DENVER Aug 15 A federal judge has again refused
to dismiss wrongful death and personal injury lawsuits filed
against a movie theater chain by victims of a 2012 mass shooting
at a Colorado cinema where 12 people were killed and dozens
U.S. District Judge R. Brooke Jackson on Friday rejected a
motion for summary judgment filed by lawyers for Texas-based
Cinemark USA to dismiss the lawsuits.
Nearly 30 victims or the families of those killed or wounded
in the rampage have sued Cinemark, owner of the theater complex
where the massacre took place.
In general, the lawsuits claim Cinemark had lax security at
its theater in the Denver suburb of Aurora when a gunman opened
fired during a midnight screening of the Batman film "The Dark
Jackson issued a similar ruling in April 2013 when lawyers
for Cinemark argued that theater employees could not have
anticipated having to deal with "a madman's mass murder."
"It would be patently unfair, and legally unsound, to impose
on Cinemark, a private business in the entertainment industry,
the duty and burden to have foreseen and prevented the criminal
equivalent of a meteor falling from the sky," the motion by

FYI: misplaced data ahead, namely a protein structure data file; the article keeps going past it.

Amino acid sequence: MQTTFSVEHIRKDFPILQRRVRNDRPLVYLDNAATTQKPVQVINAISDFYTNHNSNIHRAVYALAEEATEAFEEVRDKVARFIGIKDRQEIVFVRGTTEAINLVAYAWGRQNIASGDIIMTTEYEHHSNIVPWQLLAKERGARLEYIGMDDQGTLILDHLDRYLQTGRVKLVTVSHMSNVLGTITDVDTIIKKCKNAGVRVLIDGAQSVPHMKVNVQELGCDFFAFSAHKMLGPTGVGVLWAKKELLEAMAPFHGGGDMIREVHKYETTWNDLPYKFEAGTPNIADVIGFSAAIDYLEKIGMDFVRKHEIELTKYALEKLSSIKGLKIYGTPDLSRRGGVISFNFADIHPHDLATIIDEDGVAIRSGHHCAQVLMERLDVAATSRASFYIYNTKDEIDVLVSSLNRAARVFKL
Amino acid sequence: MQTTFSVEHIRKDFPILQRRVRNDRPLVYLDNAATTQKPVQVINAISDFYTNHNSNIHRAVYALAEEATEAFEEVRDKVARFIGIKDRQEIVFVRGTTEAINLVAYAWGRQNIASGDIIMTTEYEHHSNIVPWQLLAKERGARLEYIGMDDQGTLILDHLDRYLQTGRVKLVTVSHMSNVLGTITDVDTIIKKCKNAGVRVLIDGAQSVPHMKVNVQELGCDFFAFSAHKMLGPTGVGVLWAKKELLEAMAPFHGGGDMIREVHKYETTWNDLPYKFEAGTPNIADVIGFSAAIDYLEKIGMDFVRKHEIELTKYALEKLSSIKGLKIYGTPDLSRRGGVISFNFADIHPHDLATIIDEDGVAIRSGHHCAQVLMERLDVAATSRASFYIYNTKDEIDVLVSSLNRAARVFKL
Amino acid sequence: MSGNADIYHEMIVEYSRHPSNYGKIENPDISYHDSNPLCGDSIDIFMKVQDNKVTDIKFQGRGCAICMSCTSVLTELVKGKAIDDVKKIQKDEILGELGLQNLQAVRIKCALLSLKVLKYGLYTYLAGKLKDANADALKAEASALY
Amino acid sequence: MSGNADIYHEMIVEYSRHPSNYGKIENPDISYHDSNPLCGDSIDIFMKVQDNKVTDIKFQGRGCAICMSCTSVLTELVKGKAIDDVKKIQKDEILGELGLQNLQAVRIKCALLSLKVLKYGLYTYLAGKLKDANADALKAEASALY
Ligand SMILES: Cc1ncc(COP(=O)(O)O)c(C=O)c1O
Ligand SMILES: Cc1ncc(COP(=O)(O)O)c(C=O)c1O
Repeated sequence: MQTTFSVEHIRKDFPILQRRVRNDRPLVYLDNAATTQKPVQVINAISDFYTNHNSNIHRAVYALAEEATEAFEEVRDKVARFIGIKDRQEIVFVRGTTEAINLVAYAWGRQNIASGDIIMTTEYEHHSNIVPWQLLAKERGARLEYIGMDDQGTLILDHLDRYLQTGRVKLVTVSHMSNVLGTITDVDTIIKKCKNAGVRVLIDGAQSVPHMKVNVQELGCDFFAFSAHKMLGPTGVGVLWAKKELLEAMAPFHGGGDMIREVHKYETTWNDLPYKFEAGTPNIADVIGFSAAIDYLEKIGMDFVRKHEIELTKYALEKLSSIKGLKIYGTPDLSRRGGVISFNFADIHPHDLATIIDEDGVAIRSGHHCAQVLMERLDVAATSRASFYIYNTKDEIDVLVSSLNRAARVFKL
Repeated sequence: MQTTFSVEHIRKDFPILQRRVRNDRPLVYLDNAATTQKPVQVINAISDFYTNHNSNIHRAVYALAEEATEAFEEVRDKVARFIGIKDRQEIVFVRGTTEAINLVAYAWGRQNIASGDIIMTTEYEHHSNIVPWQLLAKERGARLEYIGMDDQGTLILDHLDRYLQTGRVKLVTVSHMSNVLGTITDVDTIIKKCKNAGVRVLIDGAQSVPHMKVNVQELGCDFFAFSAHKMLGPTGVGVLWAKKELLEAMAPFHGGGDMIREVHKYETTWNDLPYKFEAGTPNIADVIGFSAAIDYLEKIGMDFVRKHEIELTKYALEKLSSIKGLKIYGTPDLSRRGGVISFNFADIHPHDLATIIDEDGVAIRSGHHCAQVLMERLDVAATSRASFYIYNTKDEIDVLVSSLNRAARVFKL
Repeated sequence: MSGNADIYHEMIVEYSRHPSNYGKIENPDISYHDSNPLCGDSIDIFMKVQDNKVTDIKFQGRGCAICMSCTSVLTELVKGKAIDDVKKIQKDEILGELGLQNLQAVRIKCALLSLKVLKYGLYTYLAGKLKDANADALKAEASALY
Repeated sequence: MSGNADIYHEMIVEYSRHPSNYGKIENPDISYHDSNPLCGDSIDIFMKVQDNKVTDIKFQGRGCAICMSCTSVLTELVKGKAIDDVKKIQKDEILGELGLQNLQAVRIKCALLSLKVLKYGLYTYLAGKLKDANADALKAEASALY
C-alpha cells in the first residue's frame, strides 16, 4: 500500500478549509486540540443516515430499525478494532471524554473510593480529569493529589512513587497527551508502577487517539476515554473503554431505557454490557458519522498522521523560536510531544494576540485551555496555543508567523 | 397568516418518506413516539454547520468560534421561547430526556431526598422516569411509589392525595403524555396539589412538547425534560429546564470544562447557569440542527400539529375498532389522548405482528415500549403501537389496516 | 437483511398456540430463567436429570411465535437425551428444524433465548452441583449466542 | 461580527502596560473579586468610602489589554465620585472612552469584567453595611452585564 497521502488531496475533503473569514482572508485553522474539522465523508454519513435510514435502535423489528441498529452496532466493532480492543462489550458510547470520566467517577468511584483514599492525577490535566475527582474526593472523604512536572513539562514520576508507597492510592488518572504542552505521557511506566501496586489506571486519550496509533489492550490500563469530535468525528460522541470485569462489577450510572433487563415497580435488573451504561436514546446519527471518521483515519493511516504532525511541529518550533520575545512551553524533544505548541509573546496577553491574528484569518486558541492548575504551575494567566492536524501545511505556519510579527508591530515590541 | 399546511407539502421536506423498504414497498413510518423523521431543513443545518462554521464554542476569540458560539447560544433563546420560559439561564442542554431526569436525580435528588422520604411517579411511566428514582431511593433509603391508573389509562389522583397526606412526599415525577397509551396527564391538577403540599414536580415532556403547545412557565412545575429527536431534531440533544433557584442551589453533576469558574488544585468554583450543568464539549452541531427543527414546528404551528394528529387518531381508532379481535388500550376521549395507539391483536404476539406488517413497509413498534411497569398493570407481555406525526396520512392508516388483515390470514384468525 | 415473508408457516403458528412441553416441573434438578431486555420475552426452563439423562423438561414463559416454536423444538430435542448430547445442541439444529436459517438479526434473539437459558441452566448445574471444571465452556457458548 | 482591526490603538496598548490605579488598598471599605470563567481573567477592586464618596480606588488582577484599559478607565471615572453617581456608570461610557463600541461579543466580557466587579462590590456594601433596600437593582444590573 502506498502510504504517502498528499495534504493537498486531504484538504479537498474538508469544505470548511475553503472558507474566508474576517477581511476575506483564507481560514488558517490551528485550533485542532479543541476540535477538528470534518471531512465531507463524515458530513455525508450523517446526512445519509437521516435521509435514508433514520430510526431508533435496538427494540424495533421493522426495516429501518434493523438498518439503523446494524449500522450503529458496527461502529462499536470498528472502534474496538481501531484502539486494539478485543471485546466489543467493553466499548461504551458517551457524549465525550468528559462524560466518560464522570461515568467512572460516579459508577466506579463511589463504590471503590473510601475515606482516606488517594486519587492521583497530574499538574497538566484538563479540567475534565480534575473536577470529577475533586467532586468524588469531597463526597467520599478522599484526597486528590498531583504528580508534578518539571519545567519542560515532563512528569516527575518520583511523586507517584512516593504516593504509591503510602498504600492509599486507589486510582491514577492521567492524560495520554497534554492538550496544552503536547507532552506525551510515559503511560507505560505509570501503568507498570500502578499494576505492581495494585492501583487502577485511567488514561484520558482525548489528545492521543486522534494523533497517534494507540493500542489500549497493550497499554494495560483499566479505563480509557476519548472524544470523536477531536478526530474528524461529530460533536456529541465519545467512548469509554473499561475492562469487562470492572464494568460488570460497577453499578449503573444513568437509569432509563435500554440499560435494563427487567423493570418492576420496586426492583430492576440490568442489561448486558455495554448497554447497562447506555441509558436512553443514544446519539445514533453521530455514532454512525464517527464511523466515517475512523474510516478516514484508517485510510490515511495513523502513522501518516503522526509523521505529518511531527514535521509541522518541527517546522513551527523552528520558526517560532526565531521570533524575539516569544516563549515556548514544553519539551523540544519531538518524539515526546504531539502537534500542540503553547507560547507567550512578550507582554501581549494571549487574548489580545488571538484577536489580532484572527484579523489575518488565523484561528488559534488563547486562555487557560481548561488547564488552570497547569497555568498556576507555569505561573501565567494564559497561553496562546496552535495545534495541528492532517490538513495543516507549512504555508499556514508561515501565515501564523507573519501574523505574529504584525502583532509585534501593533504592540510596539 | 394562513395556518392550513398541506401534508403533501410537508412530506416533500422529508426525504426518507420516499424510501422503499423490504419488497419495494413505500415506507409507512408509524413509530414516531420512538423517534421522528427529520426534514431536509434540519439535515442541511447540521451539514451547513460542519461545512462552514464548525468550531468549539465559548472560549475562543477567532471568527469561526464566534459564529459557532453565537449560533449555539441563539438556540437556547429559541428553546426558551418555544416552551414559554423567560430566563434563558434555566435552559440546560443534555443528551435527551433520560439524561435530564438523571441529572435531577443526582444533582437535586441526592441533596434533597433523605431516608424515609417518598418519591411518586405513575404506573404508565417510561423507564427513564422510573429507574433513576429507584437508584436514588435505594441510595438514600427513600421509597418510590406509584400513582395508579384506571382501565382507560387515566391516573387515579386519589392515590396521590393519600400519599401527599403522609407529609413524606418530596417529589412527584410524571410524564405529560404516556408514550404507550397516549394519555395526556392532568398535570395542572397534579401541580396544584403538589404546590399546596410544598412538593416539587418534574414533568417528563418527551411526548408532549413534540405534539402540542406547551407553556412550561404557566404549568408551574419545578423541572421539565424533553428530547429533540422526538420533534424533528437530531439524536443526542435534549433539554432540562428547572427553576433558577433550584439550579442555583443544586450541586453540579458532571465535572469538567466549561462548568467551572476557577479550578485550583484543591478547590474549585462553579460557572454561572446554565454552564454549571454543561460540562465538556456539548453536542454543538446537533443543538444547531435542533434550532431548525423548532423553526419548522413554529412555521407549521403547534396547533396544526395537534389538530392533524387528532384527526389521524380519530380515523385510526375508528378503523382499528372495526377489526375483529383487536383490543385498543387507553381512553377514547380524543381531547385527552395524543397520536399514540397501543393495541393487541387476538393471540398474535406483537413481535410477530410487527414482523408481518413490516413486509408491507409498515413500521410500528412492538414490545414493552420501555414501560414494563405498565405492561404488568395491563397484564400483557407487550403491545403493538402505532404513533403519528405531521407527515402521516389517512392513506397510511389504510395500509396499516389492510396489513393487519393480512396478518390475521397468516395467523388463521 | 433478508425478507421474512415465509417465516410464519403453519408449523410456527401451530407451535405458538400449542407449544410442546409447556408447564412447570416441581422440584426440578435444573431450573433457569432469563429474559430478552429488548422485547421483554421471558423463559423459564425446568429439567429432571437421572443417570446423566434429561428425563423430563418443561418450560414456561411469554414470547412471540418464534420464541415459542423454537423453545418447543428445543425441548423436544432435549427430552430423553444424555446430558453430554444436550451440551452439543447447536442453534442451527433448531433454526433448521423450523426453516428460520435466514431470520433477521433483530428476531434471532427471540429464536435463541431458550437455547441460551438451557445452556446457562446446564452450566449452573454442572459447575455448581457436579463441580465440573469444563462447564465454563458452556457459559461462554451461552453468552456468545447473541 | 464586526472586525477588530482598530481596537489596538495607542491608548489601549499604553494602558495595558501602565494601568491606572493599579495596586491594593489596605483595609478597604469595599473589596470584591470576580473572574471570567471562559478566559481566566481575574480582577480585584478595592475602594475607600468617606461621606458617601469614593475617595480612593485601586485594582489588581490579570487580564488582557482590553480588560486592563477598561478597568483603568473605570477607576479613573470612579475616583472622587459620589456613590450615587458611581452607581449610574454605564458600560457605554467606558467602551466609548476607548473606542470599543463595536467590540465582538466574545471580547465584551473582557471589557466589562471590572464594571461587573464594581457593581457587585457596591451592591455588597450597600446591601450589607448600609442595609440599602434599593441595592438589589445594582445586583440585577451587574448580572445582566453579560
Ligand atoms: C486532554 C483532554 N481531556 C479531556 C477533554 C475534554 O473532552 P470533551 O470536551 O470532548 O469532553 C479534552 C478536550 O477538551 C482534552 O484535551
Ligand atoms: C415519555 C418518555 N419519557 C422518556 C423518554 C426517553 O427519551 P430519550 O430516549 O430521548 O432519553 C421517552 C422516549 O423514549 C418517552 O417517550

Cinemark's lawyers said.
The accused gunman, James Holmes, 26, has pleaded not guilty
by reason of insanity, and is set to go on trial in December.
Cinemark, owned by Cinemark Holdings Inc, renewed
its bid to have the case tossed, arguing that the plaintiffs
have not developed enough facts to justify a trial, a notion
that Jackson rejected.
Jackson noted that 80 of Cinemark's 300 theaters did hire
off-duty police or private security firms for the midnight
viewing of the Batman movie, but the Aurora theater chose not
Jackson stressed in his opinion that he was not ruling on
the merits of the case, merely that the issue should be left up
to a jury to decide.
"I reiterate that this Court is in no way holding as a
matter of law that Cinemark should have known of the danger of
someone entering one of its theaters through the back door and
randomly shooting innocent patrons," Jackson wrote.
"A genuine fact dispute must be resolved by the trier of
fact, not by a court's granting summary judgment."
(Editing by Daniel Wallis and Eric Walsh)